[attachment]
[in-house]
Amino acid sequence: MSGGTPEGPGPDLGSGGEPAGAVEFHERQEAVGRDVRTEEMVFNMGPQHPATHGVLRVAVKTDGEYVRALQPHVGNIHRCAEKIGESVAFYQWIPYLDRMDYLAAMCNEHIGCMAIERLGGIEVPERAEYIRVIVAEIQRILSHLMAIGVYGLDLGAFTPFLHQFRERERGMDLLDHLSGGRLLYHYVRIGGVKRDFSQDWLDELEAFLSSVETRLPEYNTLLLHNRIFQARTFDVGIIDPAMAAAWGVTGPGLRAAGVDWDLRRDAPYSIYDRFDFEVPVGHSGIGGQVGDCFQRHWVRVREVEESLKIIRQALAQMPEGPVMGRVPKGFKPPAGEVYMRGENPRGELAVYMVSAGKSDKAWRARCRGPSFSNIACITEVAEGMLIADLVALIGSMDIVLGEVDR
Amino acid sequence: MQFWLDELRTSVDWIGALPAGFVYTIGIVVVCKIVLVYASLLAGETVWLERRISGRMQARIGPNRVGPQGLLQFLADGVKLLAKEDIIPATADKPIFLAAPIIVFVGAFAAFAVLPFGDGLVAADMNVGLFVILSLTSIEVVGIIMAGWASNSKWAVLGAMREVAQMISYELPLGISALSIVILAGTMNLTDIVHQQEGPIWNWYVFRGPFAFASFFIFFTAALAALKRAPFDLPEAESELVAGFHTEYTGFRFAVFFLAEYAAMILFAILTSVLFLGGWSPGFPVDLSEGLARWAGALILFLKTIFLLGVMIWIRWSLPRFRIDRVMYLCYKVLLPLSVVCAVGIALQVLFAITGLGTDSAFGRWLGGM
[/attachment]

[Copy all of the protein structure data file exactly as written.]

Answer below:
[in-house]
Amino acid sequence: MSGGTPEGPGPDLGSGGEPAGAVEFHERQEAVGRDVRTEEMVFNMGPQHPATHGVLRVAVKTDGEYVRALQPHVGNIHRCAEKIGESVAFYQWIPYLDRMDYLAAMCNEHIGCMAIERLGGIEVPERAEYIRVIVAEIQRILSHLMAIGVYGLDLGAFTPFLHQFRERERGMDLLDHLSGGRLLYHYVRIGGVKRDFSQDWLDELEAFLSSVETRLPEYNTLLLHNRIFQARTFDVGIIDPAMAAAWGVTGPGLRAAGVDWDLRRDAPYSIYDRFDFEVPVGHSGIGGQVGDCFQRHWVRVREVEESLKIIRQALAQMPEGPVMGRVPKGFKPPAGEVYMRGENPRGELAVYMVSAGKSDKAWRARCRGPSFSNIACITEVAEGMLIADLVALIGSMDIVLGEVDR
Amino acid sequence: MQFWLDELRTSVDWIGALPAGFVYTIGIVVVCKIVLVYASLLAGETVWLERRISGRMQARIGPNRVGPQGLLQFLADGVKLLAKEDIIPATADKPIFLAAPIIVFVGAFAAFAVLPFGDGLVAADMNVGLFVILSLTSIEVVGIIMAGWASNSKWAVLGAMREVAQMISYELPLGISALSIVILAGTMNLTDIVHQQEGPIWNWYVFRGPFAFASFFIFFTAALAALKRAPFDLPEAESELVAGFHTEYTGFRFAVFFLAEYAAMILFAILTSVLFLGGWSPGFPVDLSEGLARWAGALILFLKTIFLLGVMIWIRWSLPRFRIDRVMYLCYKVLLPLSVVCAVGIALQVLFAITGLGTDSAFGRWLGGM